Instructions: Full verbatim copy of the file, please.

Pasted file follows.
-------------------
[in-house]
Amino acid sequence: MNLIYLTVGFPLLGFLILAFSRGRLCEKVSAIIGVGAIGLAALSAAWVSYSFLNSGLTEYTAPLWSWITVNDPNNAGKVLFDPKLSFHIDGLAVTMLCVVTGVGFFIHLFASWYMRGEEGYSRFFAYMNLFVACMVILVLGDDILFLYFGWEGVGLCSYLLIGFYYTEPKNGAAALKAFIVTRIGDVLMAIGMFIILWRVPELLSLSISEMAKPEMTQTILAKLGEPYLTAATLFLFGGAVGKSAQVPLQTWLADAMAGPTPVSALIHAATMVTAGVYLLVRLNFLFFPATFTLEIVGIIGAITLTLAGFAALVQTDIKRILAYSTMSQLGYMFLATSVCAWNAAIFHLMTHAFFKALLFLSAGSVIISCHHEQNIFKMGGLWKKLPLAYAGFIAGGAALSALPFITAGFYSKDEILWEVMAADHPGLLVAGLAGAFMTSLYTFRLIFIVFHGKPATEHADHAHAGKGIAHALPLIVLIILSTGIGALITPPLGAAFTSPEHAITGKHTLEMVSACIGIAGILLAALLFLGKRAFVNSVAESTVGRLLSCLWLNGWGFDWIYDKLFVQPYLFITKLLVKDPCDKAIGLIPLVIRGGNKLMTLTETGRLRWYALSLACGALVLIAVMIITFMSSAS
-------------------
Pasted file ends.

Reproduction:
[in-house]
Amino acid sequence: MNLIYLTVGFPLLGFLILAFSRGRLCEKVSAIIGVGAIGLAALSAAWVSYSFLNSGLTEYTAPLWSWITVNDPNNAGKVLFDPKLSFHIDGLAVTMLCVVTGVGFFIHLFASWYMRGEEGYSRFFAYMNLFVACMVILVLGDDILFLYFGWEGVGLCSYLLIGFYYTEPKNGAAALKAFIVTRIGDVLMAIGMFIILWRVPELLSLSISEMAKPEMTQTILAKLGEPYLTAATLFLFGGAVGKSAQVPLQTWLADAMAGPTPVSALIHAATMVTAGVYLLVRLNFLFFPATFTLEIVGIIGAITLTLAGFAALVQTDIKRILAYSTMSQLGYMFLATSVCAWNAAIFHLMTHAFFKALLFLSAGSVIISCHHEQNIFKMGGLWKKLPLAYAGFIAGGAALSALPFITAGFYSKDEILWEVMAADHPGLLVAGLAGAFMTSLYTFRLIFIVFHGKPATEHADHAHAGKGIAHALPLIVLIILSTGIGALITPPLGAAFTSPEHAITGKHTLEMVSACIGIAGILLAALLFLGKRAFVNSVAESTVGRLLSCLWLNGWGFDWIYDKLFVQPYLFITKLLVKDPCDKAIGLIPLVIRGGNKLMTLTETGRLRWYALSLACGALVLIAVMIITFMSSAS